The remains of 63 infants or fetuses were found at a funeral home in Detroit on Friday, the Detroit Police Department said.
The discovery came amid an expanding investigation, one week after officials found the decomposed remains of 11 infants or fetuses at another – apparently unrelated – funeral home in Detroit.
The discoveries have raised concerns about the handling and disposal of human remains by the city’s funeral homes, especially in cases of stillbirth.
On Friday, the Michigan Department of Licensing and Regulatory Affairs found “heinous conditions and negligent conduct” at the Perry Funeral Home.
State officials said Saturday that they had removed 37 remains from boxes and 26 from a freezer. Some of the human remains there were found to be years old.
In an emailed statement, the department said the Perry Funeral Home may have committed criminal violations by failing to properly dispose of bodies or to facilitate their final dispositions, such as burial or cremation, in accordance with state laws. The business was shuttered Friday and its license was suspended.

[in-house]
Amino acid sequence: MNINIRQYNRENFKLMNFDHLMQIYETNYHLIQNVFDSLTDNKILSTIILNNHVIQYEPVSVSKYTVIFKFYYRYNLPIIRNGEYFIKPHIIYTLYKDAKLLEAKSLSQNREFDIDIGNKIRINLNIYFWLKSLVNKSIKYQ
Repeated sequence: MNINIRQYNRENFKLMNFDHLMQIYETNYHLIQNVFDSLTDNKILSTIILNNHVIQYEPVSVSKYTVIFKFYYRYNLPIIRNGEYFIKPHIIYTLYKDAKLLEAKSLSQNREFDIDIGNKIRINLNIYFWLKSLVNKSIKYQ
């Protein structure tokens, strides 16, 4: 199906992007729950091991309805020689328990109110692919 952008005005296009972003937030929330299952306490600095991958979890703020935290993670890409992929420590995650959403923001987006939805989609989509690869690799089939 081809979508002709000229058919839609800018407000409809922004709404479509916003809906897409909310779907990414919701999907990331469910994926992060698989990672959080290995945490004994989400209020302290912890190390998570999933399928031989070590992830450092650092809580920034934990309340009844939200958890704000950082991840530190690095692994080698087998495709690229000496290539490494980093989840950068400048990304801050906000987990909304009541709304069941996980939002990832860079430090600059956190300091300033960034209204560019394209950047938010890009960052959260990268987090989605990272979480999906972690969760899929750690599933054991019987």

The discovery was prompted in part by a lawsuit filed in July by a woman whose daughter, Alayah Laniece Davis, died shortly after she was born in a hospital in December 2014. At the time, the mother said the body should be given to Wayne State University Medical School for research or educational purposes, the lawsuit said.
Instead, the remains ended up in the custody of Perry Funeral Home and may have been stored at the Wayne State University School of Mortuary Science for years without the mother’s knowledge, according to the lawsuit.
The lawsuit said the funeral home indicated, on a certificate of death, that the infant’s remains had been buried in a cemetery, even though they remained at the mortuary. All of this happened over a period of years without the mother’s knowledge, the lawsuit added.
Joshua I. Arnkoff, a lawyer representing the Perry Funeral Home, said in an email Friday that he could not comment “other than to say that the allegations in the lawsuit are disputed.”
On Oct. 12, news broke that infants’ remains had been found hidden in the ceiling of another funeral home – the Cantrell Funeral Home, which had been shuttered in April. Chief James Craig of the Detroit Police Department said the two funeral homes did not appear to be connected.